A lot of my reading at the moment seems to revolve around the relationship between art and artist, creator and creation.

Reading other reviews on "Pygmalion", I realise how strange my approach to it was, and how disappointed I was at first because my expectations were not met. I chose it as part of a reading challenge I set myself a couple of years ago - to read all Nobel Laureates in literature. The title appealed to me, and I was thrilled to explore a modernist's take on the ancient myth of Pyg
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mwana
Dec 24, 2019 rated it liked it
Shelves: classic, play
Pygmalion: def. n. A sculptor in Greek mythology who created a sculpture so beautiful that he fell in love with her.

In this rendition of an age old story, professor of linguistics Henry Higgins plucks a flower girl off the streets so as to teach her proper diction and middle class manners. After befriending Colonel Pickerson, they wager that by the end of the lessons, the flower girl Eliza Doolittle, will be just as well-mannered as a duchess.

Higgins: I’m an eccentric professor of linguistics. A
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Praveen
Mar 22, 2017 rated it it was amazing
Pygmalion was an ancient Greek legend, who was a sculptor and a king. He fell in love with his ivory statue of his own ideal woman. He prayed. In response to his prayer, the Goddess gave life to the statue and then the king married it.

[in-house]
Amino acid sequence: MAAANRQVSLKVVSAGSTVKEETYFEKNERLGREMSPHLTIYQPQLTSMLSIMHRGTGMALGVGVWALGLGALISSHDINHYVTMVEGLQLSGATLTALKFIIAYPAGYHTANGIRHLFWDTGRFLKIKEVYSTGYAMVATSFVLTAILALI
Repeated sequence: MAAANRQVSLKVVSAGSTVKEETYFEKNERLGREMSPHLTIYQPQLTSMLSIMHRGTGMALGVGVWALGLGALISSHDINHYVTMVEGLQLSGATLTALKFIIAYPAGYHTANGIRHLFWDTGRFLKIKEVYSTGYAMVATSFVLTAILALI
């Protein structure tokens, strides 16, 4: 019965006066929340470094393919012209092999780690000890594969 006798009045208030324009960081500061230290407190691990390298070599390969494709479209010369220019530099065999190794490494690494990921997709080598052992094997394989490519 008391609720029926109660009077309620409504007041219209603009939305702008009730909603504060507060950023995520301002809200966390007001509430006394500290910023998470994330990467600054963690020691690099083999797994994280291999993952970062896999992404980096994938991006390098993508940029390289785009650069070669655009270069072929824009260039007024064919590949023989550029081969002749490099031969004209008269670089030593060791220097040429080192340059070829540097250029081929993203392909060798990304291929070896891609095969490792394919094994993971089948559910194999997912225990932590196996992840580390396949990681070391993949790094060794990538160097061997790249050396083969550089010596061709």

This much of information was sufficient for me to know why the title of this book was chosen by G.B. Shaw, Pygmalion. I very much liked the character of Mr. Higgins in the play. He is a professor and scientist of phonetics and very confident about his knowled
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Fergus
Aug 02, 2020 rated it really liked it
This was a buddy read with my marvellous new friend Elinor, and we both had a whale of a time reading it!

And if you go into it thinking you’re in for just a pleasant rerun of My Fair Lady - for the musical is based on this play - THINK AGAIN.

You know, a wonderful author who’s a little younger than I, and who shares my constant cross of Asperger’s Syndrome - her name is Anita Lesko - has written a self-study called When Life Hands you Lemons, Make Lemonade...

Well, that’s what Shaw does.

He imagin
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Carol
I was surprised.......this is not a love story. I only vaguely remember the musical, and the outcome I envisioned is not what happens in the play.

I remember Eliza Dolittle as a poor flower girl, and the bet between two upper class gentlemen to turn a street "guttersnipe" into a proper lady, but not the horribly chauvinistic treatment she receives or the choices she makes in the end.

Totally enjoyed it!

Fabian
Nov 12, 2012 rated it really liked it
SPOILER!

A fountainhead of inspiration for countless projects, Pygmalion is actually not about love, and, this being a Shaw play, is all about social classes, manners and, what? phonetics. Also about humanity—about the power-play inherent in all types of relationships. Higgins, undeniably a gay man completely up to give the Betty a total overhaul, is not loveable, not even likeable. He's a tyrant—but he is written o-so-well, with British wit to spare. He is the prototypical academic—a sociopath,
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Calista